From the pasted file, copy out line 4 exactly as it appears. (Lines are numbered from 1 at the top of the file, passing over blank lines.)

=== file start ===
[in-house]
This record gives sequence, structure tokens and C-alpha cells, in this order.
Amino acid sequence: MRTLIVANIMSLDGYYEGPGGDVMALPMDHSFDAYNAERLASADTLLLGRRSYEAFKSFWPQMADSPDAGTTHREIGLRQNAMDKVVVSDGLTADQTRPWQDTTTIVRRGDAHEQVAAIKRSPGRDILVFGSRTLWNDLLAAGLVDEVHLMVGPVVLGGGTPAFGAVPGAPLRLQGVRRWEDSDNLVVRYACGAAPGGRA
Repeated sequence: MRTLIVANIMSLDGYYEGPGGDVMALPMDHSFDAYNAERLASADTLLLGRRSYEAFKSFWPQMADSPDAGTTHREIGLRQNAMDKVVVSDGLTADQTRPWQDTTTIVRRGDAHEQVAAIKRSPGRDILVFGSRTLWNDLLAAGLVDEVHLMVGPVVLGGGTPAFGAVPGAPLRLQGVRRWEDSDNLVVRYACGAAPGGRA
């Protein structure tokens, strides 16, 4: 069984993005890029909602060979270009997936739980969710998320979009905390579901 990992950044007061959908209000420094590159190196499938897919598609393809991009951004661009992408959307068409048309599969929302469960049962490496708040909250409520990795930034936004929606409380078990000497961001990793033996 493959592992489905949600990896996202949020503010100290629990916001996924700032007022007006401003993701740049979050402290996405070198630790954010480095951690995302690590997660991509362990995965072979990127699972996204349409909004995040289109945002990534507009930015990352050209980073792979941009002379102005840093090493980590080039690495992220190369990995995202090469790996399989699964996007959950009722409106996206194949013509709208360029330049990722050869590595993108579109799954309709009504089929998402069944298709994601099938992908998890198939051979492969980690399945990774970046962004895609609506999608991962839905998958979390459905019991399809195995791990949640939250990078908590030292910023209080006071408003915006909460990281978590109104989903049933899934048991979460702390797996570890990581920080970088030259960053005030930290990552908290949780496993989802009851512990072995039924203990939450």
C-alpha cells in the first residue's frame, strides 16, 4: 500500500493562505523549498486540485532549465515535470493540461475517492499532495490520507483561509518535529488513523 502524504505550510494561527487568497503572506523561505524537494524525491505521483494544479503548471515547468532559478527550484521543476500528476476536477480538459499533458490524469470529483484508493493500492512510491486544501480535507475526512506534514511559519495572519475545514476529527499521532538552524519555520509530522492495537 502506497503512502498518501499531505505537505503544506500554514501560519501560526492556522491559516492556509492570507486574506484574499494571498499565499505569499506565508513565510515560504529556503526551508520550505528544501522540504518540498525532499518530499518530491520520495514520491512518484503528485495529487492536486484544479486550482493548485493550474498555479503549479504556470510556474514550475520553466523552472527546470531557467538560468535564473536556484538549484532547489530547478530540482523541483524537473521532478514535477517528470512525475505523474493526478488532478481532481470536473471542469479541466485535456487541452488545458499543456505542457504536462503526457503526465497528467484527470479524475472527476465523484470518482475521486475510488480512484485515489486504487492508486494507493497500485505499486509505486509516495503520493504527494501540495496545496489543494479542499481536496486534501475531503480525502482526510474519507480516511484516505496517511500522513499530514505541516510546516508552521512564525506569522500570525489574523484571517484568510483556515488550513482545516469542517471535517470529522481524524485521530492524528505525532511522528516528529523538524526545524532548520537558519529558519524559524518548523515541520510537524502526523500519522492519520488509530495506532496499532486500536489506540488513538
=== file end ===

Repeated sequence: MRTLIVANIMSLDGYYEGPGGDVMALPMDHSFDAYNAERLASADTLLLGRRSYEAFKSFWPQMADSPDAGTTHREIGLRQNAMDKVVVSDGLTADQTRPWQDTTTIVRRGDAHEQVAAIKRSPGRDILVFGSRTLWNDLLAAGLVDEVHLMVGPVVLGGGTPAFGAVPGAPLRLQGVRRWEDSDNLVVRYACGAAPGGRA